Hilde Marx (1911-1968) was a German-American poet, writer and journalist. She is one of the authors whose writing career was only just beginning when the National Socialists came to power in Germany in 1933, and was immediately prevented by them. As a Jew, however, she was already affected by anti-Semitism before that. She already experienced what it meant to be Jewish at the Humanist Gymnasium. After graduating from high school in 1931, Hilde Marx began studying journalism, theater and art history in Berlin. After five semesters, however, she was forcibly de-registered, as Jews were no longer allowed to attend universities. While she was still able to publish for newspapers at “Ullstein,” “Mosse” and the “Berliner Tageblatt,” this was no longer possible after their “Aryanization”. She was left only with Jewish publications, such as “Die Monatsblätter des jüdischen Kulturbundes in Deutschland,” “Die Jüdische Revue,” “Das Jüdische Gemeindeblatt,” and above all the “C.V.-Zeitung”. 11“Central Verein-Zeitung. Blätter für Deutschtum und Judentum. Organ des Central-Vereins deutscher Staatsbürger jüdischen Glaubens e.V. Allgemeine Zeitung des Judentums.” The CV-newspaper was one of the most important Jewish weekly newspapers in the German-speaking world and appeared from 1922 until it was banned in 1938.
She did not think about emigration for a long time, but when the Gestapo threatened her with imprisonment in a concentration camp in 1937, she fled to the Czech Republic, and from there she managed to leave for the USA a year later. In November 1938 she arrived in New York. She worked in various jobs: as a nurse for the elderly, a saleswoman, a nanny and a gymnastics trainer. However, in addition to these demanding jobs, she also tried to gain a foothold as a writer in the USA. To this end, she asked the American Guild for German Cultural Freedom for help.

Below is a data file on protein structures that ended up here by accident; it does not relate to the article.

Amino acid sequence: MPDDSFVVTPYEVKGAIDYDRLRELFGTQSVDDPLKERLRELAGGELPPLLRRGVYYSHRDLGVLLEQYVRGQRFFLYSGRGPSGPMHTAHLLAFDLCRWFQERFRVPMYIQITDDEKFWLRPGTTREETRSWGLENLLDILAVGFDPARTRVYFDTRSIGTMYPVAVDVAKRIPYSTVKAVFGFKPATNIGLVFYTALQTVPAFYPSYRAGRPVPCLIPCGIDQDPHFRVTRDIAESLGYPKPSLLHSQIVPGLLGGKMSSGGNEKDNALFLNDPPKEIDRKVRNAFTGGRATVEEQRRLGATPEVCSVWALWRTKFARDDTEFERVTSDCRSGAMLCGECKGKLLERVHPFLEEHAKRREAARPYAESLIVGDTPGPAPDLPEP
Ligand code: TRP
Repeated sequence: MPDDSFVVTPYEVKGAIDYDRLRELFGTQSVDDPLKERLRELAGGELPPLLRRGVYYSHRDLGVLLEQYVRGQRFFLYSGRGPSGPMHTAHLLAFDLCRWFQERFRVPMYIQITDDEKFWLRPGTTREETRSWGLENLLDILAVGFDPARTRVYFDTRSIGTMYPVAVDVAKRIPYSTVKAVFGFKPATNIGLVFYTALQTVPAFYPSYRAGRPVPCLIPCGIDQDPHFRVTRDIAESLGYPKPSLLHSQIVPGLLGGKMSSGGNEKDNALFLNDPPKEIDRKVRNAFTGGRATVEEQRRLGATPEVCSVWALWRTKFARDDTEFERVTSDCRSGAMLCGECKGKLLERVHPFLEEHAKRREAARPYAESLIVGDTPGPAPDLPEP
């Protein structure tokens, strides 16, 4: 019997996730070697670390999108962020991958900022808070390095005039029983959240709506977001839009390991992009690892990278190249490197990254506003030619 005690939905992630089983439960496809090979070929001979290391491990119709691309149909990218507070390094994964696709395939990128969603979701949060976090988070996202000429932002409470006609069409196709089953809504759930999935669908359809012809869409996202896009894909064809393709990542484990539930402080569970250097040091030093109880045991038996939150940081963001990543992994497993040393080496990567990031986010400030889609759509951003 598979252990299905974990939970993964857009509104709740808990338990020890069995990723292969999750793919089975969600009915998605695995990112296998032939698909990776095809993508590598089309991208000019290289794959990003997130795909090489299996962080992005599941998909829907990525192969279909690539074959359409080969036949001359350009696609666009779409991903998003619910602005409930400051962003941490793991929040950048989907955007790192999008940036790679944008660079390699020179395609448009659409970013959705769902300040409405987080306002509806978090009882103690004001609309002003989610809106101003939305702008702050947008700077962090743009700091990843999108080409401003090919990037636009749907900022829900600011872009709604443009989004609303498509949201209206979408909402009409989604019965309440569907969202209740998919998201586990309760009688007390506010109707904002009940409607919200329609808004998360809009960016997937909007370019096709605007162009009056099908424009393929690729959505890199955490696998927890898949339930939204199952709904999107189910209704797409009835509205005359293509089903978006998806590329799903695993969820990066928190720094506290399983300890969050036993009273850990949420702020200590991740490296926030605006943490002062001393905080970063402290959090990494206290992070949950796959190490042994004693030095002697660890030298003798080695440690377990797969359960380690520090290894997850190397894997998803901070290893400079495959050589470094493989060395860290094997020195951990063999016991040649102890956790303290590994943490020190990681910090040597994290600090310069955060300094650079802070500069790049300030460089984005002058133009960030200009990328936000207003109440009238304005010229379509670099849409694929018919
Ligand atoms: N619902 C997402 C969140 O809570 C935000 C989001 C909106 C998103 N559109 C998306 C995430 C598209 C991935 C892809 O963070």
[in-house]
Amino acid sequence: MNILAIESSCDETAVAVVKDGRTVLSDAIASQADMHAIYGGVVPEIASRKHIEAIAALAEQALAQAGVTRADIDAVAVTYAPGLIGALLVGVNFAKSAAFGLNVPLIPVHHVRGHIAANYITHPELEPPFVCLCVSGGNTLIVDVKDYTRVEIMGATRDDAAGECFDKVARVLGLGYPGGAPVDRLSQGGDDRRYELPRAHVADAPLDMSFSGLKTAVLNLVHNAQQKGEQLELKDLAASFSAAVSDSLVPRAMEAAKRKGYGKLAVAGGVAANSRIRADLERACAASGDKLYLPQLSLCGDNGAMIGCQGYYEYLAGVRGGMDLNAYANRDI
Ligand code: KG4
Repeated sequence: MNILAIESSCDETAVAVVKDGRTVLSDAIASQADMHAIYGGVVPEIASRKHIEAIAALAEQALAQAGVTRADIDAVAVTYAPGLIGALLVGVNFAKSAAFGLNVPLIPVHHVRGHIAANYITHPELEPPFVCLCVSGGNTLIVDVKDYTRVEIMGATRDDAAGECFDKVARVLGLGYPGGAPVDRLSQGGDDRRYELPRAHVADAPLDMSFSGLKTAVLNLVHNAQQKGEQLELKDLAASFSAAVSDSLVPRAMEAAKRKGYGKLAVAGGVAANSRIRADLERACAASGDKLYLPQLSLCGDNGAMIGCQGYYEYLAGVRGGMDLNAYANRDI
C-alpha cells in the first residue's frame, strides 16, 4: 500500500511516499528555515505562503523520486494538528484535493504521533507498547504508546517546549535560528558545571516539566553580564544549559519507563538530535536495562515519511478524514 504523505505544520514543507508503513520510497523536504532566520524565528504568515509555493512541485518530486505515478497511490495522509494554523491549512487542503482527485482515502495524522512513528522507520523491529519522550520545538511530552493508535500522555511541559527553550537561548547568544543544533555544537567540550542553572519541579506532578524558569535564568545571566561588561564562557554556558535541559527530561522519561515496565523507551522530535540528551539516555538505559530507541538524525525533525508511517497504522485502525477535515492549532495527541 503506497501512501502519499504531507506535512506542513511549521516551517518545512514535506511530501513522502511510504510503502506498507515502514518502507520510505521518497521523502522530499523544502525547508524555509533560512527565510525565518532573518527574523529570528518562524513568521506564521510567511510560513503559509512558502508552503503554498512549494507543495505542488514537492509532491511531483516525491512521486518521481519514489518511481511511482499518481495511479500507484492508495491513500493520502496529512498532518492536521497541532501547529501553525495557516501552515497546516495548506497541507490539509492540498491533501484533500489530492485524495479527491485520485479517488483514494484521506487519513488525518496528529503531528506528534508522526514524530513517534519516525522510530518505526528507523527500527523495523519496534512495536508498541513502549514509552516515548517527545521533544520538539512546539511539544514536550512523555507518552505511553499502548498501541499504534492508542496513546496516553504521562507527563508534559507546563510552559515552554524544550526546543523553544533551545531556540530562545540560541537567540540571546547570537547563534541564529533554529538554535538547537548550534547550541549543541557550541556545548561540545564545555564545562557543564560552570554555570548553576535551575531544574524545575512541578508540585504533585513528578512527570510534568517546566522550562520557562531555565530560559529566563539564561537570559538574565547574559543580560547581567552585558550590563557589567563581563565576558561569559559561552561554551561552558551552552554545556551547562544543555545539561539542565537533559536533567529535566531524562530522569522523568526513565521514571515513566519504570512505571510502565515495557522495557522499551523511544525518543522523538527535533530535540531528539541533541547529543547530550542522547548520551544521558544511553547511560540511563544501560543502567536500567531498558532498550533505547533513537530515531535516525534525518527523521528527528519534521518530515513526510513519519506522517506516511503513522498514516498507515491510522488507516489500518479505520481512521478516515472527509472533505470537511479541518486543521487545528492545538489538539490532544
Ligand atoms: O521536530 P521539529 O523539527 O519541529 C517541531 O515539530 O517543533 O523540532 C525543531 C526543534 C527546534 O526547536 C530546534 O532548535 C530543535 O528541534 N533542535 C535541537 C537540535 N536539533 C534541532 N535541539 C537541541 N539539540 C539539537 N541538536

In a January 1940 letter to the Guild, she reports on the status of translations of her poems and her attempts to publish them in American journals. She also describes the particular hurdles she encountered in doing so as a woman. Even though she did not receive the scholarship and the Guild could only help her publish one of her poems in an American magazine, Hilde Marx managed to establish herself in the USA as a writer and publicist.
In 1943 she received American citizenship. In America she continued to perform as a lecture artist, with her own “One woman show” in which she combined serious with light-hearted, Jewish with Christian traditions.
In 1951, a final volume of poems from 1938 to 1951 was published under the title “Bericht,” which incorporated her experiences as an exile. She became a member of Auslands-PEN and, from the 1960s on, was an editor of “Aufbau”, 22“Aufbau”: In 1934, the first “Aufbau. Nachrichtenblatt des German-Jewish Club, Inc., New York” appeared. Initially more a club and advertising organ, the “Aufbau” soon became a news sheet about the everyday life of German (not only Jewish) emigrants in exile. This meant advice on legal matters, explanations of the New York subway system, language courses and job vacancies, tips on dealing with authorities, etc. Oskar Maria Graf and Nelly Sachs, Lion Feuchtwanger and Thomas Mann, Mascha Kaléko and many others wrote here. for which she wrote primarily theater and film reviews, as well as short biographies of Jewish emigrants. She also worked for other newspapers, such as “This Day from St. Louis,” “The Chicago Jewish Forum,” the state newspaper and “Herold from New York”.
Letter from Hilde Marx to Mr. Wolf/American Guild for German Cultural Freedom, January 10, 1940.
Deutsches Exilarchiv 1939-1945, Frankfurt am Main.